Access a targeted collection of application notes, case studies, videos, webinars and white papers covering a range of applications for Fourier transform infrared (FTIR) spectroscopy, near infrared spectroscopy, Raman spectroscopy, nuclear magnetic resonance, ultraviolet-visible (UV-Vis) spectrophotometry, X-ray fluorescence, and more.
FTIR Industrial Gas Analysis Resources
Stay tuned for announcements of new live webinars and registration availability, coming soon. As always, our full selection of recorded webinars are available on-demand for access any time to learn about a variety of FTIR gas analysis techniques and applications.
FTIR spectroscopy offers several advantages for monitoring gases produced in industrial production, including combustion emissions and gases from production processes. The advantages are the ability to measure multiple gases simultaneously, rapidly and continuously. This webinar explains practical considerations for use of FTIR for online monitoring as well as common errors and pitfalls that must be avoided for accurate results.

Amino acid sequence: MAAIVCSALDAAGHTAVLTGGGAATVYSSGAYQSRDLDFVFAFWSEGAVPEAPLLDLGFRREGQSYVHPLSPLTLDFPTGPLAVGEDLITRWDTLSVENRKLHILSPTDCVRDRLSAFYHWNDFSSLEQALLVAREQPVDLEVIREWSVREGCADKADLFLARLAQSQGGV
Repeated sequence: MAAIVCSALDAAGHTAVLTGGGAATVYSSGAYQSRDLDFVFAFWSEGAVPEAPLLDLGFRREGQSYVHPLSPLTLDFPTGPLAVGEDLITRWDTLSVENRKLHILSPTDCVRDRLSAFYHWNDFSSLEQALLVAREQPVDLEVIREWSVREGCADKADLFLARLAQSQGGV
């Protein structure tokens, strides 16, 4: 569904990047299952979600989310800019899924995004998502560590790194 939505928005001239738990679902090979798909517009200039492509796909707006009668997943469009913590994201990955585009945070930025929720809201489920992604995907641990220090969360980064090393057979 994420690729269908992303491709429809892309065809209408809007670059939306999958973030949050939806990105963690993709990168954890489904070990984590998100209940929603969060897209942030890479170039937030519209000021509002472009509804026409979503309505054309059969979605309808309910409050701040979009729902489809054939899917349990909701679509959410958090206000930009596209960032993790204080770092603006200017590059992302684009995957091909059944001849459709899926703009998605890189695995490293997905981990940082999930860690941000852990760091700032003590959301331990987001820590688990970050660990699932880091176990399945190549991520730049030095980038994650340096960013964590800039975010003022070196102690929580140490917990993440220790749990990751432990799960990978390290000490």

• Overview of FTIR for gas analysis
• Comparison of FTIR with other techniques
• Sample handling considerations
• Automated continuous operation
FTIR spectroscopy is a robust analytical method that can monitor multiple compounds in exhaust gases online with low detection limits and rapid response. This webinar reviews the challenges industrial chemists and engineers experience in assessing gaseous products of combustion found in:
- Engines and catalytic converter design: Ability to measure five samples/second when reducing NOx emissions in the Selective Catalytic Reduction (SCR) cycle using ammonia or urea (NH3)
- Powerplants and cement factories: Need to analyze HCl and SO2 emissions to meet stringent regulatory standards
- Materials fire-safety testing: Need to rapidly identify toxic breakdown products (such as HCl, HF, HBr or CH2O) for safety considerations
Scientists in the field of fire safety or fire protection engineering analyze the combustion gases evolved when a material burns under different conditions. Fourier Transform Infrared (FTIR) spectroscopy provides fire safety engineers a useful analytic tool for online analysis of as many as 25 gas species of interest, including highly toxic acids such as HF, HCl or HCN. Depending on the system configuration, detection limits of low parts-per-million (ppm) may be sampled to monitor evolved gases continuously.